It’s an amazing thing that we can self-publish our books these days. We don’t have to send our manuscripts to a hundred agents, getting rejected over and over, all with the hope that one of them will finally say yes.
There’s a cost to self-publishing your book. Whereas your manuscript would go through multiple editing rounds at a traditional publisher, you have to somehow do that all yourself.
I’ve discussed the cost of developmental editing previously, so today we dive into the cost of line editing.
All of this is meant to give you some more insight into what you can expect when you self-publish a book and how much you should budget.
However, not everyone has the budget to pay for all editing services. And I feel everyone should be able to publish a book of great quality, regardless of wealth.
So below, I’ll talk about the importance of line editing, what’s involved in a line edit, how expensive line editing is, and some budget-friendly options if you can’t afford a line edit.
Why is line editing important?
While developmental editing looks at the big picture of your story and your scenes, line editing focuses on your writing on the sentence level. It’s a stylistic type of edit that improves the flow and readability of your manuscript.
It’s a common misconception that line editing means the editor will cut away the writer’s voice.
While the edit is stylistic and less “rule-based” than copy editing or proofreading, it’s meant to clarify the message and make the text flow. It doesn’t take out what makes the writing unique to the author.
If your story has weak line-writing, the text doesn’t flow well, is hard to read, and is potentially boring or confusing. You don’t want that, of course. The better the writing, the more engrossed the reader becomes, the better it’s received, the better the reviews, the better it sells.
As with everything, line editing doesn’t guarantee great sales, but it certainly won’t harm it.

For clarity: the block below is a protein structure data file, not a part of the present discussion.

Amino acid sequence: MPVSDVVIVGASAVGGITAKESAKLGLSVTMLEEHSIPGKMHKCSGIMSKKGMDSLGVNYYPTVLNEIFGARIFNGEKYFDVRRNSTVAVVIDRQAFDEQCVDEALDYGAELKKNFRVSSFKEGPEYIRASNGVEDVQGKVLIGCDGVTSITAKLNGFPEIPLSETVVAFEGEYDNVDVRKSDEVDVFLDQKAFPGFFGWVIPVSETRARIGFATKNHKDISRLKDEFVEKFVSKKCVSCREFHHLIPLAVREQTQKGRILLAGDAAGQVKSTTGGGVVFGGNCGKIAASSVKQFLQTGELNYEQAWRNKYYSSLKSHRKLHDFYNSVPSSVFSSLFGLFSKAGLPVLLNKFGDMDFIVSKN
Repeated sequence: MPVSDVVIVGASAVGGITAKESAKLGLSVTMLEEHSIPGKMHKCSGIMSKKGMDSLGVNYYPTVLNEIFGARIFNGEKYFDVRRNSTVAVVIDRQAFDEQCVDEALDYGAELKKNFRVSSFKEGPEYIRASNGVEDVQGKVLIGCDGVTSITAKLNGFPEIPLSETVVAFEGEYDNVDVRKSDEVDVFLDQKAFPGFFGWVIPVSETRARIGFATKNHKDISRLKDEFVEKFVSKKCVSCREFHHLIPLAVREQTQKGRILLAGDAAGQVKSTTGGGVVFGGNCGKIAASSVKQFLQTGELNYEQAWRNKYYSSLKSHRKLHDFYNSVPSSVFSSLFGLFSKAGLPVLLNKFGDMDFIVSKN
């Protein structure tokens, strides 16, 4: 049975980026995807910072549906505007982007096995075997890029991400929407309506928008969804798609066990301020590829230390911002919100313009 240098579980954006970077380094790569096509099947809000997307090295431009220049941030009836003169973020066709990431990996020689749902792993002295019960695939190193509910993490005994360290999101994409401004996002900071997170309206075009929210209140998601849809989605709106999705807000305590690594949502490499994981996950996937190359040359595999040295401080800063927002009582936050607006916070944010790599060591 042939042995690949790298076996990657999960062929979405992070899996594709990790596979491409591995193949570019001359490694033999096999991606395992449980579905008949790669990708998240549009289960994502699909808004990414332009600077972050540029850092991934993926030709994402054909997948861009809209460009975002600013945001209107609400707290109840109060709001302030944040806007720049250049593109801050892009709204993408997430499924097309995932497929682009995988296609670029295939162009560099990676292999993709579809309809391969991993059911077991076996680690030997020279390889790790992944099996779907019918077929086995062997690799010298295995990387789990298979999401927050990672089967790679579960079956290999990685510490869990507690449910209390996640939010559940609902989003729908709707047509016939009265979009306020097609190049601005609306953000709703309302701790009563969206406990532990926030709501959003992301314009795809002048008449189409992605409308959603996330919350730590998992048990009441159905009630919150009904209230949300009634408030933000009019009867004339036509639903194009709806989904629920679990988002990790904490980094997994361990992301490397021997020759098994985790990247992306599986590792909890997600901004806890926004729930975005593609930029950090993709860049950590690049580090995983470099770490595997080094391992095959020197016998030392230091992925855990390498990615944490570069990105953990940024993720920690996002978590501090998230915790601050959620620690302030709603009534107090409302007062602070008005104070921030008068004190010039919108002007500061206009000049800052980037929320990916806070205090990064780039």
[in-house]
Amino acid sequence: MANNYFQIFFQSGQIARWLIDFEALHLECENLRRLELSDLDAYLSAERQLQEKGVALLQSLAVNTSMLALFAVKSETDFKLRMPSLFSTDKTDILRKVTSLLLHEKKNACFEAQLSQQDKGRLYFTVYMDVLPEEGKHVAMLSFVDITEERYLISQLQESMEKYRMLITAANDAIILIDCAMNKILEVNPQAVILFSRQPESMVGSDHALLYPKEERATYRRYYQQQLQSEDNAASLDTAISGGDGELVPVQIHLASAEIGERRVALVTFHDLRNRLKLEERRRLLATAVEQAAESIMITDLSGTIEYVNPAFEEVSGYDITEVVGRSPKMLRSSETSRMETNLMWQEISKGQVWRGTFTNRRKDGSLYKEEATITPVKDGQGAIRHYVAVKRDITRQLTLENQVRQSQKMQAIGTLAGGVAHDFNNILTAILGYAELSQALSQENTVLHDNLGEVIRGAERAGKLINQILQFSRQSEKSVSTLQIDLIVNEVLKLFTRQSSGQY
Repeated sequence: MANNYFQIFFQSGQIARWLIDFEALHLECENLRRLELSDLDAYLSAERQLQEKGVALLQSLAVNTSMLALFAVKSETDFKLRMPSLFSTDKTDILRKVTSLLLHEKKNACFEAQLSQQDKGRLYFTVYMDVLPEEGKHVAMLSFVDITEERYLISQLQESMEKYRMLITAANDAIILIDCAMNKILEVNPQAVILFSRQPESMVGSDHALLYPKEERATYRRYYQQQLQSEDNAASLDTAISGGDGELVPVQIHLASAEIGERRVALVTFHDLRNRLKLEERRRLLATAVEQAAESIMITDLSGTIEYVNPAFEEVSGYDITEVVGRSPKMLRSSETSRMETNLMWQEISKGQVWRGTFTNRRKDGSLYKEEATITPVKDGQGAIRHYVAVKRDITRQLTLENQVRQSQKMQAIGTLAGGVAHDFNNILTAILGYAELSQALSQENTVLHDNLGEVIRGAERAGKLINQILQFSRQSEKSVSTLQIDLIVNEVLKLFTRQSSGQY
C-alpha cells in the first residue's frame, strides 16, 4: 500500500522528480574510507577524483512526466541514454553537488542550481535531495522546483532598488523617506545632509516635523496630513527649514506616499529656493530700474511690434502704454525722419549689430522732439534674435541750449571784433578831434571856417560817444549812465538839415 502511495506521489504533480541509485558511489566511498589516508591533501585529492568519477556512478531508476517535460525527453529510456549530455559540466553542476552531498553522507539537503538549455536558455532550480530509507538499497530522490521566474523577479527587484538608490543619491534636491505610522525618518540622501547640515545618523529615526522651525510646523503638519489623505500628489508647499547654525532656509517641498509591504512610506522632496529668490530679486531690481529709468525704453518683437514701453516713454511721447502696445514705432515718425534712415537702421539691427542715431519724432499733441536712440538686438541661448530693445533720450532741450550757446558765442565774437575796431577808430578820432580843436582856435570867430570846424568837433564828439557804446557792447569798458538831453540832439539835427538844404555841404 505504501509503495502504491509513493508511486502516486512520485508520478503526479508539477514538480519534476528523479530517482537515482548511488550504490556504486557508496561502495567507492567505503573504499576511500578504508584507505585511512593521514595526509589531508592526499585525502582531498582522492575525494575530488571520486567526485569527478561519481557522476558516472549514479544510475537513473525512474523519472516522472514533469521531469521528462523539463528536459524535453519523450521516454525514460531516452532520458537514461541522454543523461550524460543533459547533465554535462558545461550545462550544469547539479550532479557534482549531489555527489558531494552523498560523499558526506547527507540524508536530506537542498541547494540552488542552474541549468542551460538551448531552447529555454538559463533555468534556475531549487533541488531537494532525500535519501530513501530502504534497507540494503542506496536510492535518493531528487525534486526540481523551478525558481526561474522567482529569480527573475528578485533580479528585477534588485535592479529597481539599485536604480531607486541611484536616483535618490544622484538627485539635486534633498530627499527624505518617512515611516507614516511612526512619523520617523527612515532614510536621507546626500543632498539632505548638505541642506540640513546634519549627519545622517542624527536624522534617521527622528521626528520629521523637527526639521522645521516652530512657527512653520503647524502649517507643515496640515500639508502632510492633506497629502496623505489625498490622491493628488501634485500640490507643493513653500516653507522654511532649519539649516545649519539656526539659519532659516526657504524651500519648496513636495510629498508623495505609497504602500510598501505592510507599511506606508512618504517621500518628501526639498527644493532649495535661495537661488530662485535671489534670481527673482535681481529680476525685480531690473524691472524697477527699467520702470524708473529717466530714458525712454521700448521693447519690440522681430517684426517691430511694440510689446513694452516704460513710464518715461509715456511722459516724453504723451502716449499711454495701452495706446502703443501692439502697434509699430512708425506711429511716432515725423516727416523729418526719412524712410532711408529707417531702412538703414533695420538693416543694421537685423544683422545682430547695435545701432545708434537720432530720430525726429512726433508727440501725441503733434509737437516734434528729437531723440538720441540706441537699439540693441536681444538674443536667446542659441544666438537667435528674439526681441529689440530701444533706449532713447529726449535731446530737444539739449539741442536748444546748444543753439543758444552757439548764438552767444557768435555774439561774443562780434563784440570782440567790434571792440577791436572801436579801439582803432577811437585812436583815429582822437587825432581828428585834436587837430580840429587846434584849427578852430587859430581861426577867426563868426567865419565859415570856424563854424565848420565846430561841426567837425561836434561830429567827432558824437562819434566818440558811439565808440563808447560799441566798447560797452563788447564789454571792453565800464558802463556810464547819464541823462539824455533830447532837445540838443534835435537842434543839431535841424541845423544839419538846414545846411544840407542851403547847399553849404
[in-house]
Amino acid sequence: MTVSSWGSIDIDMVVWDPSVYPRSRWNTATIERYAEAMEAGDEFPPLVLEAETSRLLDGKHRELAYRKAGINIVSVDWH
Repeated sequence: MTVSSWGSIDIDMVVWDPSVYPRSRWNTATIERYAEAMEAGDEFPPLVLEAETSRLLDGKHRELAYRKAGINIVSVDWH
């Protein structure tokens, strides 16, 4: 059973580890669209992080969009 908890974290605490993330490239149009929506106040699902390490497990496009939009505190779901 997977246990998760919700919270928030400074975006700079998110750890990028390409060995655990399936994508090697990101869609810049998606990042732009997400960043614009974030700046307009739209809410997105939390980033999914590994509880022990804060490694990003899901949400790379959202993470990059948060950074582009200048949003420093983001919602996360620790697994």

What is involved in line editing?
Like I said, line editing focuses on the sentence level (but also on the paragraph level). As with developmental editing, line editing is rather expensive. This is again due to the time it takes.
The editor has to read paragraphs, go back to a paragraph, tease the sentences apart, think about the choice of words, and consider alternatives. It’s a lot of thinking.
They mostly focus on aspects like repetition, unparallel sentences, ambiguity, redundancy, monotonous sentences, and so on.
To give you an idea of the time it takes, the Editorial Freelance Association’s website gives you a rough indicator of the editng speeds (where one page is considered to have 250 words). Line editing for nonfiction and fiction generally takes 4-6 pages an hour (so 1000-1500 words an hour). In other words, a full-length novel of 80k words can take a line editor approximately 64 hours.
Personally, I aim for half that time. How? Well, I simply take less time deeply thinking about each sentence and focus more on fixing the things that really need fixing. I feel this better balances the costs for the client with the amount of value delivered.
How expensive is line editing?
The question you’ve been wondering about. As usual, there are different ways to price a line editing service:
Some also charge per page.
Both pricing options are common, and both have their pros and cons. An hourly rate gives the writer more uncertainty about the total costs of the service. However, the time a line editor needs for a manuscript is highly dependent on the quality of the writing.
With a price per word, you know exactly what it will cost, but it may be that your manuscript needs less time because of the quality (and it would’ve been cheaper if you had paid per hour).
If you do go with a service per hour, make sure you have clear agreements. Get a price estimation that includes the maximum amount of time, and make sure the editor notifies you if it takes longer. Or agree that the editor won’t go over the time frame, so you won’t spend more money than you agreed upon.
According to the EFA, prices for a line edit lie between $46-50 an hour or $.04-$.049 per word for both fiction and nonfiction. This makes it similar in hourly rate to developmental editing.
Factors that affect pricing
If you choose a rate per word, then the pricing won’t be affected, as it’s a fixed price (unless the editor charges a different rate per word based on the quality of the manuscript).
The biggest factor that influences pricing is the quality of your manuscript. If your sentences are often monotonous, if you repeat a lot of words, or if your sentences tend to be unclear, the price can increase.